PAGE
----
California native Wong has been an intermittent staple of SFSFF events; in 2001, the first year I attended, she appeared as Tiger Lily in the 1924 production of Peter Pan, and she’s since been seen in The Thief of Bagdad (1924), Outside the Law (1921), Piccadilly (1929), and in conjunction with her appearance on newly minted U.S. quarters, her breakout film The Toll of the Sea (1922) at last December’s Day of Silents. Pavement Butterfly is one of the great examples of what industry racism deprived of Wong and the world: she has the presence and the acting chops to carry Hollywood “A” pictures, but she was never really given a chance, forced to travel overseas to achieve top billing in the few quality productions she was offered even there. I’m sure we’ll get more detail in the introduction provided by Yunte Huang, whose new biography of Wong, Daughter of the Dragon, is full of deep scholarship and delightful turns of phrase, many in the form of quotes from Wong herself. Pavement Butterfly will be presented in a brand-new 4K version prepared by Deutsches Filminstitut and Filmmuseum in collaboration with the German Federal Archives at Cinegrell Postfactory, with musical accompaniment by the Sascha Jacobsen Ensemble.

The same group (or, rather, a slightly different configuration of it, with a clarinetist and a percussionist swapping in for a saxophonist and violinist) will provide the music for the final film of the day, one that probably hasn’t screened in San Francisco since its original release 95 years ago: Victor Schertzinger’s Forgotten Faces (1928), starring three veterans of Josef von Sternberg’s silent masterpieces. Clive Brook (Underworld, 1927), William Powell (The Last Command, 1928) and Olga Baclanova (The Docks of New York, 1928) are better remembered for early talkies—Shanghai Express (1932), The Thin Man (1934), Freaks (1932)but their silent work is consistently stellar. I have yet to see Forgotten Faces because I’m saving that experience for Saturday night, when it will likely become the final film introduced at the Castro by TCM’s Noir Alley host and Film Noir Foundation president Eddie Muller. Muller, who founded the other major film festival that got its start at the Castro (but which has moved to Oakland’s Grand Lake for its past few and upcoming incarnations) has frequently been asked to present SFSFF selections that feel like “proto-noir” gems. I’m eager to hear the “Czar of Noir” relate this remake of a lost 1920 film to the genre he’s helped preserve and promote for decades, and give his goodbye to the theater where so many of us were first introduced to him. It will have been 33 years to the day since Vito Russo’s memorial at the Castro following his death from AIDS, when his and Jeffrey Sevcik’s intermingled ashes were placed by friends in the back wall of the balcony.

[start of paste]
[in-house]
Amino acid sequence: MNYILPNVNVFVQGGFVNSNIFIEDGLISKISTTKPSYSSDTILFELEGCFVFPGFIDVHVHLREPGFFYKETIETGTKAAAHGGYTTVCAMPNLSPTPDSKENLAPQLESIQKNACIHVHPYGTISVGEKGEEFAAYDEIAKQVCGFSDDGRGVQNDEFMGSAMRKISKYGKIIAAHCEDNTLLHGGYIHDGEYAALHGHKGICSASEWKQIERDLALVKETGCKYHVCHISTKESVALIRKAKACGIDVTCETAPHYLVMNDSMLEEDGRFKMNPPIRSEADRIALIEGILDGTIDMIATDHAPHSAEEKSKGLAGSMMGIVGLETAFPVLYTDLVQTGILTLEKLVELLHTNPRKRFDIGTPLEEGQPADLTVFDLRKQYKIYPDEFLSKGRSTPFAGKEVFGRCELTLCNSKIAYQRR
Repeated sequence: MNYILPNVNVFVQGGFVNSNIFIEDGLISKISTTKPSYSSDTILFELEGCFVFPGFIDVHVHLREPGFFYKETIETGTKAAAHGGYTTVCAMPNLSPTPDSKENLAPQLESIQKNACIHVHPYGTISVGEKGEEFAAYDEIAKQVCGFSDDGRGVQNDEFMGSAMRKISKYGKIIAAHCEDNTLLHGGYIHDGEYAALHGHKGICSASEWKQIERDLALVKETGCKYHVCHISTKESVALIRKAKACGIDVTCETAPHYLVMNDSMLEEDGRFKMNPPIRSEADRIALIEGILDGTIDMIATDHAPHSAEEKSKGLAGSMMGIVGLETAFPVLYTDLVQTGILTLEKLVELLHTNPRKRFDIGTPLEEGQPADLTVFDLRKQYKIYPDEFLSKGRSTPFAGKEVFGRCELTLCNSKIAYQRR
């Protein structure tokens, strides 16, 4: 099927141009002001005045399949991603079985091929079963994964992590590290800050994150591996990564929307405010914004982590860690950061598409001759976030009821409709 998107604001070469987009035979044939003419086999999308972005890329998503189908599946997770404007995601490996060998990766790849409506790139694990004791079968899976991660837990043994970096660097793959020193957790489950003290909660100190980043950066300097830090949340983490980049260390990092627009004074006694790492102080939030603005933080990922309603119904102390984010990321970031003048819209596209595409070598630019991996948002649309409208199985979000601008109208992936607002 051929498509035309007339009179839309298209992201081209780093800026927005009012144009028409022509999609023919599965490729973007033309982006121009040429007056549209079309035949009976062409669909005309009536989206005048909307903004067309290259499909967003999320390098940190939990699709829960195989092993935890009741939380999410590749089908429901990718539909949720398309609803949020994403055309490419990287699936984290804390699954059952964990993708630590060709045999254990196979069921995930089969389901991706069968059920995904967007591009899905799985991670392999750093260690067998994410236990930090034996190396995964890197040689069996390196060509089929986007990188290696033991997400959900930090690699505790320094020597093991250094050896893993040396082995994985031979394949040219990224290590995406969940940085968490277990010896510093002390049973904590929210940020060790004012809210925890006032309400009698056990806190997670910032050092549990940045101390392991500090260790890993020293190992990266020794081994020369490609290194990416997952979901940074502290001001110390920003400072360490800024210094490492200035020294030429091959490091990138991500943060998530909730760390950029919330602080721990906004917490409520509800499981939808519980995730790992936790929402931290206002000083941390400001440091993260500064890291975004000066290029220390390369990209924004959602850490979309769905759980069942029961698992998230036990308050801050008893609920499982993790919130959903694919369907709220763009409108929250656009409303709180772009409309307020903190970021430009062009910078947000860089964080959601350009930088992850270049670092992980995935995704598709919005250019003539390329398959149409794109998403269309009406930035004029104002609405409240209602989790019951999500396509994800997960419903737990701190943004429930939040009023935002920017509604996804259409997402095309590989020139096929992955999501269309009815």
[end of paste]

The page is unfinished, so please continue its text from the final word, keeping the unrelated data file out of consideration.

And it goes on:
A Day of Silents will be presented this Saturday, December 2, at the Castro Theatre by the San Francisco Silent Film Festival.